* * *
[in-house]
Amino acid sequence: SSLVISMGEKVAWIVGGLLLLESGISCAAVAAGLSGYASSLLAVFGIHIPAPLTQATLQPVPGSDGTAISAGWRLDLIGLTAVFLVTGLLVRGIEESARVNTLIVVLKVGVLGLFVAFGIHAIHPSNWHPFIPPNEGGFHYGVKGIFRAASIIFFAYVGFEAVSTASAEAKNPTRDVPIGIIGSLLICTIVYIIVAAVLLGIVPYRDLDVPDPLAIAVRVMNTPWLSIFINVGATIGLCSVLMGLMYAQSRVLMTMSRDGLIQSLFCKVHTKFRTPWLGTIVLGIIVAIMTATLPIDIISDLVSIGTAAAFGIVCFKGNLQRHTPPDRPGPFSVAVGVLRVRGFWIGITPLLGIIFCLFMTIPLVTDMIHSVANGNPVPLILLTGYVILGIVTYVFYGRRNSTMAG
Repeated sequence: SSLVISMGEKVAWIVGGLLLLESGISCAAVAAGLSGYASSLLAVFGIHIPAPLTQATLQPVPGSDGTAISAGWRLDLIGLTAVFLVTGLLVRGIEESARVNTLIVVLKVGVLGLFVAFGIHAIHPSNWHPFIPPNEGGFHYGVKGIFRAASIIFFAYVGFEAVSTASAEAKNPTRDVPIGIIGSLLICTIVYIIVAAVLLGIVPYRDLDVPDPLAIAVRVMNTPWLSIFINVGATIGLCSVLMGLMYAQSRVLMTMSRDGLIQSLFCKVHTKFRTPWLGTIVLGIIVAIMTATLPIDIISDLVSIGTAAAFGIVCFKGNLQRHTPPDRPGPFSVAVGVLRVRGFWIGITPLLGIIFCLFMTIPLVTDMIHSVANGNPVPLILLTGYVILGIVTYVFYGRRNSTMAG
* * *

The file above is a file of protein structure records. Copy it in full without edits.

[in-house]
Amino acid sequence: SSLVISMGEKVAWIVGGLLLLESGISCAAVAAGLSGYASSLLAVFGIHIPAPLTQATLQPVPGSDGTAISAGWRLDLIGLTAVFLVTGLLVRGIEESARVNTLIVVLKVGVLGLFVAFGIHAIHPSNWHPFIPPNEGGFHYGVKGIFRAASIIFFAYVGFEAVSTASAEAKNPTRDVPIGIIGSLLICTIVYIIVAAVLLGIVPYRDLDVPDPLAIAVRVMNTPWLSIFINVGATIGLCSVLMGLMYAQSRVLMTMSRDGLIQSLFCKVHTKFRTPWLGTIVLGIIVAIMTATLPIDIISDLVSIGTAAAFGIVCFKGNLQRHTPPDRPGPFSVAVGVLRVRGFWIGITPLLGIIFCLFMTIPLVTDMIHSVANGNPVPLILLTGYVILGIVTYVFYGRRNSTMAG
Repeated sequence: SSLVISMGEKVAWIVGGLLLLESGISCAAVAAGLSGYASSLLAVFGIHIPAPLTQATLQPVPGSDGTAISAGWRLDLIGLTAVFLVTGLLVRGIEESARVNTLIVVLKVGVLGLFVAFGIHAIHPSNWHPFIPPNEGGFHYGVKGIFRAASIIFFAYVGFEAVSTASAEAKNPTRDVPIGIIGSLLICTIVYIIVAAVLLGIVPYRDLDVPDPLAIAVRVMNTPWLSIFINVGATIGLCSVLMGLMYAQSRVLMTMSRDGLIQSLFCKVHTKFRTPWLGTIVLGIIVAIMTATLPIDIISDLVSIGTAAAFGIVCFKGNLQRHTPPDRPGPFSVAVGVLRVRGFWIGITPLLGIIFCLFMTIPLVTDMIHSVANGNPVPLILLTGYVILGIVTYVFYGRRNSTMAG